About half a year later the Hupa retaliated. They were helped by their kinsmen up toward the south fork of the Trinity and by the Chilula. Nearly 100 of them are said to have gone. They descended by boat, traveling at night and drawing their canoes up into the brush during the day. Rekwoi was attacked and burned much as Takimitlding had been. Those who were not slain had difficulty living through the winter because their stores of food had been destroyed. The Hupa returned as they had come. This fact again indicates the private nature of the quarrel. Canoes must be laboriously poled and in some spots dragged upstream. Had the Yurok been possessed of any national sentiment in the matter, they could have easily mustered several hundred warriors to overwhelm the Hupa while these were occupied with their difficult navigation. As a matter of fact, the Yurok relate, the villages along the Klamath made no attempt to stop the war party. They concluded that scores being now substantially even, a settlement would soon follow. The Hupa indeed sent to ask for a settlement, and this took place, large amounts being paid on each side.
A feud of some note took place between Sregon and Ko'otep. When the leading man of Sregon lost his brother by sickness, he accused an inhabitant of Wohtek or Wohkero of having poisoned him. The suspect was soon killed from ambush. After this a Sregon man was attacked and killed at Ko'otep, which is only a short distance from Wohtek. This act involved the people of Ko'otep, which was at this time a large village. After a time, settlement was proposed, and the two parties met in an open place below Sregon to conclude the negotiations. Each side was ready to make the customary dance, when some one fired a shot. In the fight that resulted, a Meta ally of the Sregon people was killed. The headman of Sregon now went down river with his friends and lay in wait at an overhanging and bushy bank at Serper, where the current takes boats close in shore. When a canoe of his foes came up, he attacked it and killed four of the inmates. The feud went on for some time. Sregon, never a large village, fought, with only some aid from Meta, against Ko'otep, Wohtek, and Pekwan, but lost only 3 men to 10 of their opponents'. The headman at Sregon was sufficiently wealthy, when settlement came, to pay for all the satisfaction he had earned. He once said with reference to his experience in this and other feuds, that open battles often took place without anyone being killed. Somehow men are hard to hit, he philosophized: arrows have a way of flying past a human being when a hunter is sure to strike a deer at the same distance; as modern military handbooks also tell.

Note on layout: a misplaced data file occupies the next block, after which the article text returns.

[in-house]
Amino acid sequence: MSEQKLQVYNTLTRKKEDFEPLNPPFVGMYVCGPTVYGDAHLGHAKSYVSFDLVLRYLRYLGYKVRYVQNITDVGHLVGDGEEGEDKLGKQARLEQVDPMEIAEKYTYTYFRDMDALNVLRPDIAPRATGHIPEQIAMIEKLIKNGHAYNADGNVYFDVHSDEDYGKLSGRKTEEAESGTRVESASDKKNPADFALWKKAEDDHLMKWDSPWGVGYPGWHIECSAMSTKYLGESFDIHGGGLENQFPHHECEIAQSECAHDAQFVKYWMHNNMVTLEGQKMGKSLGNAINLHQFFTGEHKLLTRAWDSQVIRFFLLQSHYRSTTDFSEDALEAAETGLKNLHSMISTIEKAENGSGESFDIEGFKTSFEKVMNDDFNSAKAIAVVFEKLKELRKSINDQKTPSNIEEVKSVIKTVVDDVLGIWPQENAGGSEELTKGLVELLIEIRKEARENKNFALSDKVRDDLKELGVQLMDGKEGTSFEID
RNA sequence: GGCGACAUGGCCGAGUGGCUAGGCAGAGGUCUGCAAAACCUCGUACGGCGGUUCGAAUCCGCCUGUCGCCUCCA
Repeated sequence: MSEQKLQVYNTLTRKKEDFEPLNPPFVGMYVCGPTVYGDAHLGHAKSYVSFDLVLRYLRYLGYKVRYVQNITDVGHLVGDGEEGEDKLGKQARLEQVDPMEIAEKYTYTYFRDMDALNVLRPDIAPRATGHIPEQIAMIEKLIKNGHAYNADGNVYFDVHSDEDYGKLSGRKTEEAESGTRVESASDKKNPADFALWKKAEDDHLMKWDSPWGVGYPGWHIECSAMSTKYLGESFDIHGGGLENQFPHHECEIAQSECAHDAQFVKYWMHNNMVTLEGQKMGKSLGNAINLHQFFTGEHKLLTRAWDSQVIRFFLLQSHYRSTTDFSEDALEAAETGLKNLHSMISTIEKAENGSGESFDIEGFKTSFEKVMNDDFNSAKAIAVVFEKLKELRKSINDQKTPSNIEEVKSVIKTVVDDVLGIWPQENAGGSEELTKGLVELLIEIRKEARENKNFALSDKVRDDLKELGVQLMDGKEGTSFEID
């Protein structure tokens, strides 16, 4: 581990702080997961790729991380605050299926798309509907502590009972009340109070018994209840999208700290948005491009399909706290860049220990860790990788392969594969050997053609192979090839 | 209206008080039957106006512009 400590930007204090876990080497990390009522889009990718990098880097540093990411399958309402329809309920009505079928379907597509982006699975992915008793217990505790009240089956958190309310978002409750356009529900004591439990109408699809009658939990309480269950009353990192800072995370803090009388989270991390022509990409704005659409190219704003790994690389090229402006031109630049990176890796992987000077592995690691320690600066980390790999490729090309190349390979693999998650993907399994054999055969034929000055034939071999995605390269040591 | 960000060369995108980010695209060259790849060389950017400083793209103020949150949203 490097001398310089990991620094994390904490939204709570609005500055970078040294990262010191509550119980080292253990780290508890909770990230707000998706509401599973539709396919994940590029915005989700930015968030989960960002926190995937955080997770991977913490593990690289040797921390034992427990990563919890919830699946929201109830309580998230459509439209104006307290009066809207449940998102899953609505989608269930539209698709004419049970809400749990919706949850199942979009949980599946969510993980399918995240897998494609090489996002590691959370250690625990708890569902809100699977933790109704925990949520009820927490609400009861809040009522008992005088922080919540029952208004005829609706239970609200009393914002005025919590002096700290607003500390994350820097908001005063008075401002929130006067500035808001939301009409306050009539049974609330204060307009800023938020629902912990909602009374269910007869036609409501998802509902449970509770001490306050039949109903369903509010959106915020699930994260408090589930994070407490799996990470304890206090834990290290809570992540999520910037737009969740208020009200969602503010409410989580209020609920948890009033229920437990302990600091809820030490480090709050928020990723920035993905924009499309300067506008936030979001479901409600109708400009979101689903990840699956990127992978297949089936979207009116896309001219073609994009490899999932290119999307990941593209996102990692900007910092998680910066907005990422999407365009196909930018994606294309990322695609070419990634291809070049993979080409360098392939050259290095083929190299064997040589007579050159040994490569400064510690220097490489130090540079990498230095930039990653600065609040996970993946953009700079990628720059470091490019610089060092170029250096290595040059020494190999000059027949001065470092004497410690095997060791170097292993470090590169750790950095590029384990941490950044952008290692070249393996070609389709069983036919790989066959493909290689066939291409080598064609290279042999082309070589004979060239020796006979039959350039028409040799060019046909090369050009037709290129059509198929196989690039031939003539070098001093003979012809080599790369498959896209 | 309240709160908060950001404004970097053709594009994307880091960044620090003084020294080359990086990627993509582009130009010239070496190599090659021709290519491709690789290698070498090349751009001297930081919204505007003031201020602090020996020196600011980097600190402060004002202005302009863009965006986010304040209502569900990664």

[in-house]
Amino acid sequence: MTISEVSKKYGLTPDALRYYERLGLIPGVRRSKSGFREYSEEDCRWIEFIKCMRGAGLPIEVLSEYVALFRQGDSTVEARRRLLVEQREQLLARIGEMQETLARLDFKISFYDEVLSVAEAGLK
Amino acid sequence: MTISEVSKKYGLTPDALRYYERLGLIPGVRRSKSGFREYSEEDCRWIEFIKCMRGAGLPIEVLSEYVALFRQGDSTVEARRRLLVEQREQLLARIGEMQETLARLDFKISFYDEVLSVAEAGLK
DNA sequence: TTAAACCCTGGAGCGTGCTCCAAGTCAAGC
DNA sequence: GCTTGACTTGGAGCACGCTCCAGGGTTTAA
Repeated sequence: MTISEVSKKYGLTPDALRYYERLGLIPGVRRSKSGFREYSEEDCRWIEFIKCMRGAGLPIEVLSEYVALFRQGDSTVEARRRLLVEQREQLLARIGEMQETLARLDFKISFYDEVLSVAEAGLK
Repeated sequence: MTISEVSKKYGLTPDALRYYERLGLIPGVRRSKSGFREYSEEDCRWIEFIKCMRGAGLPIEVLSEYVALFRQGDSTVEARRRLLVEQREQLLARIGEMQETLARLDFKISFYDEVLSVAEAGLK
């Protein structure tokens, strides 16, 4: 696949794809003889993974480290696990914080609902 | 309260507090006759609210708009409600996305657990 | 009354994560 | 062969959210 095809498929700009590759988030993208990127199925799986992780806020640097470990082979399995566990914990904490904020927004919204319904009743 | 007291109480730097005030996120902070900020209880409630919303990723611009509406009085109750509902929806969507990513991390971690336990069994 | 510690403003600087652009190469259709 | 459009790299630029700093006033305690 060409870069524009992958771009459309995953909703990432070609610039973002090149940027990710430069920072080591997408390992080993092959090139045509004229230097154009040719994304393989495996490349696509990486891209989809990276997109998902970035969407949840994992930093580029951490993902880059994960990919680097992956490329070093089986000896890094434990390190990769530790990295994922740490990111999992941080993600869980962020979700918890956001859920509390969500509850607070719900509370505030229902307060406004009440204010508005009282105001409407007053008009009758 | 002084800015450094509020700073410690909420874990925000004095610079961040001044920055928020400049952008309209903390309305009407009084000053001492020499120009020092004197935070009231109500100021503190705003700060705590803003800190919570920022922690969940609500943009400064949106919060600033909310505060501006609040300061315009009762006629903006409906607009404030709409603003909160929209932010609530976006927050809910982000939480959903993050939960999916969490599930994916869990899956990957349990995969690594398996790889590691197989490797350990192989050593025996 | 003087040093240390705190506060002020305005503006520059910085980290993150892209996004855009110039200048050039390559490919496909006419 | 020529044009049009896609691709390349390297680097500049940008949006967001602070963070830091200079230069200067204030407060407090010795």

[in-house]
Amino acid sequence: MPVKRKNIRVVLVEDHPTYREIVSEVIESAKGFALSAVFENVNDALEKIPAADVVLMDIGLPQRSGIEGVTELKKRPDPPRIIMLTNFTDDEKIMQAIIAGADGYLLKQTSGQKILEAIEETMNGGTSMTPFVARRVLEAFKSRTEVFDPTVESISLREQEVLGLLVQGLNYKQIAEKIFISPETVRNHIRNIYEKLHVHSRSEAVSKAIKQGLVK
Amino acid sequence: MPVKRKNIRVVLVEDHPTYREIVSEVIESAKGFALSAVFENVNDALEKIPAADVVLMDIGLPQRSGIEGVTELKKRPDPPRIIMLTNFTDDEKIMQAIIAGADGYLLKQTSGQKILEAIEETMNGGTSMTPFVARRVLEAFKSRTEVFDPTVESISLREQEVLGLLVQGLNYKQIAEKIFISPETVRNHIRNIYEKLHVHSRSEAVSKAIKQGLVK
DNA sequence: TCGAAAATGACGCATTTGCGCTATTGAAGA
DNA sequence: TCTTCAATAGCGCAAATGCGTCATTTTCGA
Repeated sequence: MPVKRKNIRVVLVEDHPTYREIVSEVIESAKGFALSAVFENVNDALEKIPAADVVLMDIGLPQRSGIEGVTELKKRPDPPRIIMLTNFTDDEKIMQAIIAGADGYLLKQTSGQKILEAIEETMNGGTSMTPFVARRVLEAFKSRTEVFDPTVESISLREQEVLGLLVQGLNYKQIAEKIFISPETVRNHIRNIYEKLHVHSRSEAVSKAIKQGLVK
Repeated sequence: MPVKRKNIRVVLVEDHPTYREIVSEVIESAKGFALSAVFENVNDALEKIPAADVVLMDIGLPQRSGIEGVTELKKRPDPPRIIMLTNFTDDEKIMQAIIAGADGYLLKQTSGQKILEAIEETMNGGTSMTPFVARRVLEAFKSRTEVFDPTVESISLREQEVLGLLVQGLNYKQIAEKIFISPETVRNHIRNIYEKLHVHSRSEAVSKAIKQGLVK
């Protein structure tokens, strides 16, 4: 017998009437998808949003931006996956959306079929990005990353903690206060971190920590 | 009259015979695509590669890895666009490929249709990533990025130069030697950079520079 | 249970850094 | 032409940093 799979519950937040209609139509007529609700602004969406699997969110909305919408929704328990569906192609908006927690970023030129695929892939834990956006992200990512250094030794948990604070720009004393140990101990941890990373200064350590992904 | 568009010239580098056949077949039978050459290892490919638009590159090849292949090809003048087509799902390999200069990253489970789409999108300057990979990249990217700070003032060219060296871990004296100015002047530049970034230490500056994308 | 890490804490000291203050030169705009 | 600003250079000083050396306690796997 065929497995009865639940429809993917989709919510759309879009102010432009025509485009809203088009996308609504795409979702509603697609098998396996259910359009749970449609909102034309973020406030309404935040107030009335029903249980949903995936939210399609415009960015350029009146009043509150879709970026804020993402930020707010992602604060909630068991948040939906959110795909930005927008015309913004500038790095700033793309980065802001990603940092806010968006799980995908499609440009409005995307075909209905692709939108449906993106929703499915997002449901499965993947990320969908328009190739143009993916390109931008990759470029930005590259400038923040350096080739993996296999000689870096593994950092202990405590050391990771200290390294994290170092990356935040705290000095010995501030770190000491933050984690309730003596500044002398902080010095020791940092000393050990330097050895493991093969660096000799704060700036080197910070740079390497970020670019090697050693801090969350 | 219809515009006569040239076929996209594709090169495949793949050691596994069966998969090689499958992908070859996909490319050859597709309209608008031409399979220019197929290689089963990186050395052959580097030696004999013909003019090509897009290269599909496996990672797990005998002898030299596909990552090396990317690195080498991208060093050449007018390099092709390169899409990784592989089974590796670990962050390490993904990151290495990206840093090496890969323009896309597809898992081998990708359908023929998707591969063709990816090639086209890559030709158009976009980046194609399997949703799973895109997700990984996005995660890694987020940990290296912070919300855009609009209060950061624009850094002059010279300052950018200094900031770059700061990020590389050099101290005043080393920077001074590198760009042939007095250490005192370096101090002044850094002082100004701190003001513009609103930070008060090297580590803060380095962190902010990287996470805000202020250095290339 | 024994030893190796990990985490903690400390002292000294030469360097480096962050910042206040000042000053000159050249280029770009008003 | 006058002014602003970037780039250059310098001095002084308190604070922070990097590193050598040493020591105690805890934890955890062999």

A small feud occurred between Meta and Pekwan. A number of families were camped along the river for fishing, when a man from Wohtek or Wohkero was killed by enemies from Meta. The grievance is not reported. Those who had slain him fled to Osegon, presumably because they had relatives there. The Wohkero kinsmen of the dead man followed them and a fight took place. An Osegon and a Meta man fell in this little battle. Subsequently another Meta man was killed. Afterwards settlement was made.
Many years ago, probably before the arrival of the Americans, Opyuweg, the largest village on Big Lagoon, became involved in a quarrel with the Wiyot, who attacked the town and killed a number of people. Opyuweg subsequently retaliated, but was unable to even the score, the Wiyot being too numerous. Consequently when settlement was made Opyuweg received a large balance. The village fought this feud alone.
Soon after 1860 the Chilula attacked Herwer on Stone Lagoon and killed 10 people. This was at the time the Chilula were in feud with the Americans and Herwer was very likely made to suffer for aid or information given the whites, or thought by the Chilula to have been given. The main grievance of the Chilula, as well as their danger, must have been from the Americans, but satisfaction was more easily taken against the Yurok.
Once there was sickness at Ko'otep. Three Orekw women married at Ko'otep were blamed. An attempt was made to kill them, but one of the Ko'otep men protected them against the others. This angered his fellow townsmen, who, with the aid of friends from Weitspus, succeeded in killing him when he was at Ayotl. One of his kinsmen, probably feeling himself impotent against the actual slayers, revenged himself by killing one of the three women from Orekw, whom he held responsible because it was on their account that his relative had become involved in the quarrel which resulted in his death. This act, of course, meant war between Orekw and Ko'otep. The two parties met several times to negotiate the difficulty before they succeeded. On each occasion some one became excited and fighting commenced over again. Several men were wounded in these skirmishes, but no one was killed. In the final settlement one of the surviving Orekw women returned to her home, and the other was married by a housemate of the man who had lost his life through championing her cause.
Other wars were waged between Wetlkwau and Ho'opeu; between Rekwoi, aided by Oketo and Tsurau, against the Tolowa of Smith River; and by Weitspus, as an ally of the Karok of Orleans, against the Hupa and Chilula.